Hereditary Diffuse Gastric Cancer: British Columbia Cancer Agency Research Update June 2009

Current Research Projects of the Hereditary Diffuse Gastric Cancer Research Team at the British Columbia Cancer Agency.

Over the last 10 years, we have learnt a lot about hereditary diffuse gastric cancer (HDGC). However, there are still many critical knowledge deficits which need to be addressed to improve the cancer control of families with known CDH1 mutations and to inform the care of families with strong histories of gastric cancer of whom known mutations have been identified.

Our research team is both collaborating with other members of the International Gastric Cancer Linkage Consortium (IGCLC) to develop a more accurate understanding of the cancer risks associated with carrying CDH1 mutations, and is performing research locally that should help our global research community move forward.

Studies we are actively engaged in include:

  1. The identification of gastric cancer associated mutations in families who do not have the traditional CDH1 mutations.  In these studies, we are looking for a mutation outside of the coding region of the CDH1 gene and using novel technologies to identify regions in other genes.
  2. The role of CDH1 in hereditary breast cancer. In this large study which is nearly completed, Dr. Intan Schrader, a geneticist in training working with our team, has studied CDH1 in almost 400 families with a history of lobular breast cancer. So far it appears that CDH1 mutations are rare in families which have breast cancer but no history of gastric cancer. The results of this study will help to form testing guidelines for women with lobular breast cancer and a family history of breast and/or stomach cancer.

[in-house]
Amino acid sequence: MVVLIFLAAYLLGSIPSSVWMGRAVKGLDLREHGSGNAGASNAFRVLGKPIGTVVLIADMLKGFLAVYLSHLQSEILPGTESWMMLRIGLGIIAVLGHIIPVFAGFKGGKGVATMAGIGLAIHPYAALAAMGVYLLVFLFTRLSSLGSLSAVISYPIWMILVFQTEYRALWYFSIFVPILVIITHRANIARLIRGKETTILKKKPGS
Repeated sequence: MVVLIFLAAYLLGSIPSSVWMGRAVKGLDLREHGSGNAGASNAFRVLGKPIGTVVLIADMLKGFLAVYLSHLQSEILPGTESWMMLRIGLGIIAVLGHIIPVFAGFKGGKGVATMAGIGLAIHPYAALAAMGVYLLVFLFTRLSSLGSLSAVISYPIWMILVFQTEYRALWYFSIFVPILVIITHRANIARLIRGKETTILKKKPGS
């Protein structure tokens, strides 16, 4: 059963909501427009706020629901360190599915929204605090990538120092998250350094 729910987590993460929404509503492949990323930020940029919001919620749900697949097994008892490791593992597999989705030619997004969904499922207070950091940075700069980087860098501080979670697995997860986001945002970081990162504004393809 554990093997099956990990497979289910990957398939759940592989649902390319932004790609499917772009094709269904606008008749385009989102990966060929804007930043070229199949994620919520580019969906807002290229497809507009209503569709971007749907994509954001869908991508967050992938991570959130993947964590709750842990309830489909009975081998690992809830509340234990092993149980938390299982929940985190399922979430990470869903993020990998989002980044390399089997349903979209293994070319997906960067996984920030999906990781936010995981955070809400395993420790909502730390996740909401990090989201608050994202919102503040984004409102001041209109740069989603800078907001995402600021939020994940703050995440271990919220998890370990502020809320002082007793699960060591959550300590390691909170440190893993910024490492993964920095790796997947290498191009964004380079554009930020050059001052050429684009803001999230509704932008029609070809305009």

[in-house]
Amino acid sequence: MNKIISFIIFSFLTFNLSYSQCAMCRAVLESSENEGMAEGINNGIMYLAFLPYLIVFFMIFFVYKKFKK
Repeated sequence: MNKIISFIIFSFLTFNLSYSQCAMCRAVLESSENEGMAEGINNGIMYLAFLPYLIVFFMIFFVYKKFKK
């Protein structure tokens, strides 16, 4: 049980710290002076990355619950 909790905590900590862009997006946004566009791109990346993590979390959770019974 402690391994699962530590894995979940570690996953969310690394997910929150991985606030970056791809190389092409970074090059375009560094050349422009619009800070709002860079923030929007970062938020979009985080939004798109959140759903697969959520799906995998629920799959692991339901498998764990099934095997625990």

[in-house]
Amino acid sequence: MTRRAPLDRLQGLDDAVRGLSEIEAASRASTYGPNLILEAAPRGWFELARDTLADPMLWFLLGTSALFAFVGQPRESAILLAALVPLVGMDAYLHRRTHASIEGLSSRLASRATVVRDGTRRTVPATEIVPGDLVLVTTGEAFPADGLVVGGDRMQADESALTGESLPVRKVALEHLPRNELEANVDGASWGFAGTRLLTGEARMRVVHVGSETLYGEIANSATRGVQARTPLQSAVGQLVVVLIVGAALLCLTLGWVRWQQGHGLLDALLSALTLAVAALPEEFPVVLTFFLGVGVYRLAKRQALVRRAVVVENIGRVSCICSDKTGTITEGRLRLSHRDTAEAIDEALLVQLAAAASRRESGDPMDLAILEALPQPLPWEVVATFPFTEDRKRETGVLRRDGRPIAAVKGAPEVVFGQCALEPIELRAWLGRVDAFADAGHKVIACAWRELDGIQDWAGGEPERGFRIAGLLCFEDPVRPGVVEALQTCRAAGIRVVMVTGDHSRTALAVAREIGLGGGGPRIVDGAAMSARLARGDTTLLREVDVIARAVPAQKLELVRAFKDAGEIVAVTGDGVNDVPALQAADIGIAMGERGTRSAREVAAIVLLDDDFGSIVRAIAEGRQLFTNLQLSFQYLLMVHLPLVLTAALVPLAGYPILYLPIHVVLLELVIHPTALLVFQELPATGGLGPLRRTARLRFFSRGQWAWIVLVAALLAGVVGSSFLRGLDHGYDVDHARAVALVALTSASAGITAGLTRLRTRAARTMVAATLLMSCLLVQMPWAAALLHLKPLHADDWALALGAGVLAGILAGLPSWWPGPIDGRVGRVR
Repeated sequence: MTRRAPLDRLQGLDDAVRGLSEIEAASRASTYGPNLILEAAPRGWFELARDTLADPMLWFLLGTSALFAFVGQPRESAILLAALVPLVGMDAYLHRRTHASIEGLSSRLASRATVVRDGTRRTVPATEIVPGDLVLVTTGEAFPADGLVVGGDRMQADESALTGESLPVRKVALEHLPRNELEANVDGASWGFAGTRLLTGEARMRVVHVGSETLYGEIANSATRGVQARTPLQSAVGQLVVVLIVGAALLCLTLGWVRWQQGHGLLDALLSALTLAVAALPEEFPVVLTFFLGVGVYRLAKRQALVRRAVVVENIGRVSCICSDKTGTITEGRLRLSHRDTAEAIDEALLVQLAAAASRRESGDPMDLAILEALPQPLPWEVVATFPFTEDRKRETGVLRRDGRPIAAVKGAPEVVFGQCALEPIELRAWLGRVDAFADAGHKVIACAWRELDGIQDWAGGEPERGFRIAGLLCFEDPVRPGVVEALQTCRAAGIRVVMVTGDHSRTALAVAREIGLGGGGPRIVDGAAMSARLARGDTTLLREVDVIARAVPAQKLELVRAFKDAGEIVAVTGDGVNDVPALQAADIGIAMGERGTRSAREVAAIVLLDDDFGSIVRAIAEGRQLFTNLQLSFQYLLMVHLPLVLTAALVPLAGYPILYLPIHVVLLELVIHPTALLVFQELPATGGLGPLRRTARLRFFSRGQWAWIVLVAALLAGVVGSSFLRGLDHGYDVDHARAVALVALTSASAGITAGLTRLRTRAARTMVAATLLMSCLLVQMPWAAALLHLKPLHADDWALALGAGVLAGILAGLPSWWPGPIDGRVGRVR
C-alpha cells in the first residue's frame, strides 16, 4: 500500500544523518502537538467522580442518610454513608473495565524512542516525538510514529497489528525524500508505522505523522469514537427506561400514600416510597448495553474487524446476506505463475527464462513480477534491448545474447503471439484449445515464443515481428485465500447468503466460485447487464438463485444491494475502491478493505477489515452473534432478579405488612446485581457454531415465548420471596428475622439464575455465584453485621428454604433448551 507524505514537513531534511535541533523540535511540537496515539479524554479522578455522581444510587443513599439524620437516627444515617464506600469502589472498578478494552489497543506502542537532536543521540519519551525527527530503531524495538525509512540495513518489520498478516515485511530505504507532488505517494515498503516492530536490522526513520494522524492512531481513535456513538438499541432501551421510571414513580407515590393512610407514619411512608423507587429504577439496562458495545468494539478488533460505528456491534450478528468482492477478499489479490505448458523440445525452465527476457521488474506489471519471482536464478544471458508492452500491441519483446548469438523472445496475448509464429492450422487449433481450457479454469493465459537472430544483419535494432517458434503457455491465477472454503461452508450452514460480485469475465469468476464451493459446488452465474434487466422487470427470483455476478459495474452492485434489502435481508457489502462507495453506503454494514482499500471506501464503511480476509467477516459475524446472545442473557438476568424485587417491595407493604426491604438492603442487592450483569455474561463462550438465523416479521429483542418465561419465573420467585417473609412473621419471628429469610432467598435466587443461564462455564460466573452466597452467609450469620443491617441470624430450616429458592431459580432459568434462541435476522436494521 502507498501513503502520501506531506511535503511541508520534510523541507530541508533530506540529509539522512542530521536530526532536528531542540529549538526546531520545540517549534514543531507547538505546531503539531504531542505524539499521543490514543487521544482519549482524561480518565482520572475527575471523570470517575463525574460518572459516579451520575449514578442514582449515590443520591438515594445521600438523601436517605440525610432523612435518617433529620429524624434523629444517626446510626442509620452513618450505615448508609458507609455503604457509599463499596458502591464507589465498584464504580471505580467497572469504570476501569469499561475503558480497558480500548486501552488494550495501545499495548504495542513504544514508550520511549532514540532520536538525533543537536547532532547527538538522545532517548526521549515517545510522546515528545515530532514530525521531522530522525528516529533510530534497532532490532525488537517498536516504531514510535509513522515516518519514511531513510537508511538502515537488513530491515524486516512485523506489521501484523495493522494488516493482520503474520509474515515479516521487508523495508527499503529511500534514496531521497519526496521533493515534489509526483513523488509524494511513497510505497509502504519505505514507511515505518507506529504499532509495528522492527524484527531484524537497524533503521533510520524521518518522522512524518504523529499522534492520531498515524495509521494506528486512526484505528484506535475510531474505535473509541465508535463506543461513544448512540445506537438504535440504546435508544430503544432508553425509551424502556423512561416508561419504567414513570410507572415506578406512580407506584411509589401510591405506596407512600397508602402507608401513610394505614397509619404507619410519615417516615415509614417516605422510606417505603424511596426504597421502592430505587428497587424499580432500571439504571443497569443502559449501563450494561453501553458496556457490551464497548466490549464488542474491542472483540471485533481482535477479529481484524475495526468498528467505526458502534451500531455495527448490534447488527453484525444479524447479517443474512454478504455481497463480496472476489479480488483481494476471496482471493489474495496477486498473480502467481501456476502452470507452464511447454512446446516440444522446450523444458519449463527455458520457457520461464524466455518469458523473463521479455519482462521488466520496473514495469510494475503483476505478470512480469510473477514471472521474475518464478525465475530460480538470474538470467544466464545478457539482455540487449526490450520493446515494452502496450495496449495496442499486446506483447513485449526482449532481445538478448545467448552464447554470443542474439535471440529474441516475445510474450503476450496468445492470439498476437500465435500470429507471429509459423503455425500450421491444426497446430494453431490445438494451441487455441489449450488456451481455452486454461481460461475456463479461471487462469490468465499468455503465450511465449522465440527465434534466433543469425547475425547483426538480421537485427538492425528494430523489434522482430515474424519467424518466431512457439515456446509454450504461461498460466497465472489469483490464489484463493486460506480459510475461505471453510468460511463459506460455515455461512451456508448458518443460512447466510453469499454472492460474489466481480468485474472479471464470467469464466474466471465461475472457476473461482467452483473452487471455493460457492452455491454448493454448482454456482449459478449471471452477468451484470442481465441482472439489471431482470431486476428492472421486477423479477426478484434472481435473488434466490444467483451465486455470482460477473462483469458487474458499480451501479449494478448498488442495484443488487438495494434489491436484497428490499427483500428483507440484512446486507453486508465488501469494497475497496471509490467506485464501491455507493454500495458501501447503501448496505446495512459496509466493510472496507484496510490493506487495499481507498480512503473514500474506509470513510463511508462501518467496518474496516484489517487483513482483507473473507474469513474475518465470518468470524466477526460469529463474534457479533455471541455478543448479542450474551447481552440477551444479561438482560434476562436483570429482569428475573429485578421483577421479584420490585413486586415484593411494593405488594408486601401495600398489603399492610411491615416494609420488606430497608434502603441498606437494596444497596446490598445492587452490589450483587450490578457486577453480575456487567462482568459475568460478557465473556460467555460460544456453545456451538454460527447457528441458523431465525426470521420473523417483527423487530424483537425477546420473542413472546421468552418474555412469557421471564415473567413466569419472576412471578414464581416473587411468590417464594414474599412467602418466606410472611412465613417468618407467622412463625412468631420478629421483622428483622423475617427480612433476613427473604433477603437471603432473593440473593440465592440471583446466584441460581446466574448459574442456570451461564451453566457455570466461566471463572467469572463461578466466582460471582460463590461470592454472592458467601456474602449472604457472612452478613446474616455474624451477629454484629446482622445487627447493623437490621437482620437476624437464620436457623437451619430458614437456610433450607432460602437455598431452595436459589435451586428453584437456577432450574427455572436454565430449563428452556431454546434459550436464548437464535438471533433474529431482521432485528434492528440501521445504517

3. Quality of life post-prophylactic gastrectomy. Pardeep Kaurah, the genetic counselor who has worked with most of the families we have tested in British Columbia, is now completing her PhD studies. The project she has selected is the study of the quality of the life post-prophylactic gastrectomy. We hope that through this work we will obtain a better sense of the pertinent clinical and pychosocial information that should be provided to individuals who are considering prophylactic gastrectomy. These would include any indicators that could be used to predict who would fare poorly after this procedure. Until we have a more effective screening tool for hereditary diffuse gastric cancer, prophylactic gastrectomy would appear to be a useful cancer-risk reduction strategy.  Therefore studying the consequences of this procedure is relevant.

Through these studies, our international collaborations and our ongoing interaction with HDGC families, we will continue to formulate new questions to be answered and endeavor to contribute new knowledge that will help in the management of individuals who carry CDH1 mutations.

By David Huntsman, Pardeep Kaurah